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    How To Avoid Colic in Horses

    Horse colic is one of the leading causes of death in horses. The most common forms of colic are gastrointestinal in nature and are most often related to colonic disturbance. Unfortunately, determining the underlying cause of chronic colic can be difficult, which means your horse's colic will continue to recur. Some of the types of colic include pelvic flexure impaction, ileal impaction, sand impaction, enterolith, roundworms and tapeworms, torsion, gastric ulceration and more. The following tips for avoiding colic may help reduce the risk.

    1. Make all feed changes gradually - If you change your horse's diet, do it slowly over a period of two to three weeks.
    2. Schedule frequent, small feedings - If he's not living in a pasture and must be fed in a stall, feed at least three or even four small meals daily.
    3. Minimize carbohydrates - Your horse's inherent grazing lifestyle means he's best adapted to eating pasture or hay. Keep cereal grains such as corn, oats and barley to a minimum.
    4. Don't feed on sand - If your horse is turned out in a sand paddock or a pasture with sandy soil, provide him with hay in a feeder to avoid the chance of ingesting sand with his meal.
    5. Offer plenty of sater - Make sure your horse always has access to plenty of clean, fresh water, and monitor how much he drinks. Water intake significantly benefits the workings of his digestive tract and helps avoid an impaction or build-up of feed that could block his intestine and induce a colic episode. Provide warm water in cold weather, which can increase your horse's water consumption by as much as 40 percent.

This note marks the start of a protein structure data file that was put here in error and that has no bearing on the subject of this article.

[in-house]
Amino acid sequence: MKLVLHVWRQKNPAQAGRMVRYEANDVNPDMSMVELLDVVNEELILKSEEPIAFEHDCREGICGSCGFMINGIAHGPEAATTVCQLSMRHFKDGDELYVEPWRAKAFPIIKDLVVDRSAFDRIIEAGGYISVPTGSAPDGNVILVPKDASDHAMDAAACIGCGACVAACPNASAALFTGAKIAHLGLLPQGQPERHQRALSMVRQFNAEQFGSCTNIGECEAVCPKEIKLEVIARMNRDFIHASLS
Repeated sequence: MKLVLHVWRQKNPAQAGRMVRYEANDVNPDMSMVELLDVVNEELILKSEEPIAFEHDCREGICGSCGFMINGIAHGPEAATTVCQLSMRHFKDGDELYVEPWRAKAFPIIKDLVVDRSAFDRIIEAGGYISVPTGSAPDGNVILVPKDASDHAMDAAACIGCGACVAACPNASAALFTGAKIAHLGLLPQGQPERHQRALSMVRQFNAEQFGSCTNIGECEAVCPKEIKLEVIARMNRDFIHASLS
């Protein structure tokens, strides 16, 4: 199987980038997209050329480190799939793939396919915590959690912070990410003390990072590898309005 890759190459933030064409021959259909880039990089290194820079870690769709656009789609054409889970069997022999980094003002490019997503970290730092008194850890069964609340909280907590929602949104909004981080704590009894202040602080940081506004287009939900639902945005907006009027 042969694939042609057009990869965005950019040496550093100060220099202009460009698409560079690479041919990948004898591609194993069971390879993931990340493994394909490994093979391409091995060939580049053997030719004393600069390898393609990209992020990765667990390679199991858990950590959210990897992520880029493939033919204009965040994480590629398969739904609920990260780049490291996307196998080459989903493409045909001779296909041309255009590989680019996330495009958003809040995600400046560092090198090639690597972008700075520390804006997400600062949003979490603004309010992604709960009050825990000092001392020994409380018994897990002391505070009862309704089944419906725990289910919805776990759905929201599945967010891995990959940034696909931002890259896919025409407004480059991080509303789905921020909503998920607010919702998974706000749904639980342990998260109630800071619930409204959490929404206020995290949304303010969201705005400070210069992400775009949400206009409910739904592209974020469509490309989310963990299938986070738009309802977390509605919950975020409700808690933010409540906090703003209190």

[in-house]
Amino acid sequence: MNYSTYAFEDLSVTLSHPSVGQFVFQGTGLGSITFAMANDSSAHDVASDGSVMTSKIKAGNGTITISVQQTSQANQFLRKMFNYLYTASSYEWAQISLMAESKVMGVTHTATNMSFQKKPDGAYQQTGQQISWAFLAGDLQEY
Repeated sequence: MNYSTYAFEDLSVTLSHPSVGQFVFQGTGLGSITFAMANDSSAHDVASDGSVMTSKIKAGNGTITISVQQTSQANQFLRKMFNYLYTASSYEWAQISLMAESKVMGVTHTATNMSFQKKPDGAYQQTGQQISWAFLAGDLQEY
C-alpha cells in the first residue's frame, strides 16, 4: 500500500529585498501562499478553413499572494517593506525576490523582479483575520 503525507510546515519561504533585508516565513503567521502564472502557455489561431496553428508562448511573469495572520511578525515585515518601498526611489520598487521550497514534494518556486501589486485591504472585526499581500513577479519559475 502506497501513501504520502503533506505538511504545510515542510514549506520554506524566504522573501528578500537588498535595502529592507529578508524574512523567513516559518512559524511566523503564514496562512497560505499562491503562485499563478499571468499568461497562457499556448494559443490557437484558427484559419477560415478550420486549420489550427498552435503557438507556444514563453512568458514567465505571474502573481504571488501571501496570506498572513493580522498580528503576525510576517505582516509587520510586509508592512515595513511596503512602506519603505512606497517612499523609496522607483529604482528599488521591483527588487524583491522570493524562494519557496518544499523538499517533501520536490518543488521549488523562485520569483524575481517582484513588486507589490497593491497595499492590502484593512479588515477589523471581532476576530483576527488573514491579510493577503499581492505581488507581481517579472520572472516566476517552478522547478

6. Monitor fecal output - With impaction colic, it's likely the only sign you'll notice is a decrease in your horse's fecal output over a period of several days. If you notice that he isn't producing as many fecal piles as normal, try to increase his water intake, feed daily mashes, and soak his hay daily.
    7. Deworm regularly and correctly - Discuss a de-worming program with your veterinarian to ensure you're covering all potentially harmful intestinal parasites.
    8. Schedule regular dentistry - Schedule a dental exam for your horse. The first step of the digestive process is proper chewing, which requires healthy teeth.
    9. Provide regular exercise - Your horse should get at least an hour of exercise every day, either by being ridden or (even better) pasture turnout. This is especially important during the winter months.
    10. Minimize unnecessary medications - If you regularly administer medications such as phenylbutazone (bute) or flunixin meglumine (Banamine) for aches and pains, keep them to a minimum and use only when necessary. These nonsteroidal, anti-inflammatory medications can be hard on your horse's stomach and may even lead to ulcers, another potential cause of chronic colic.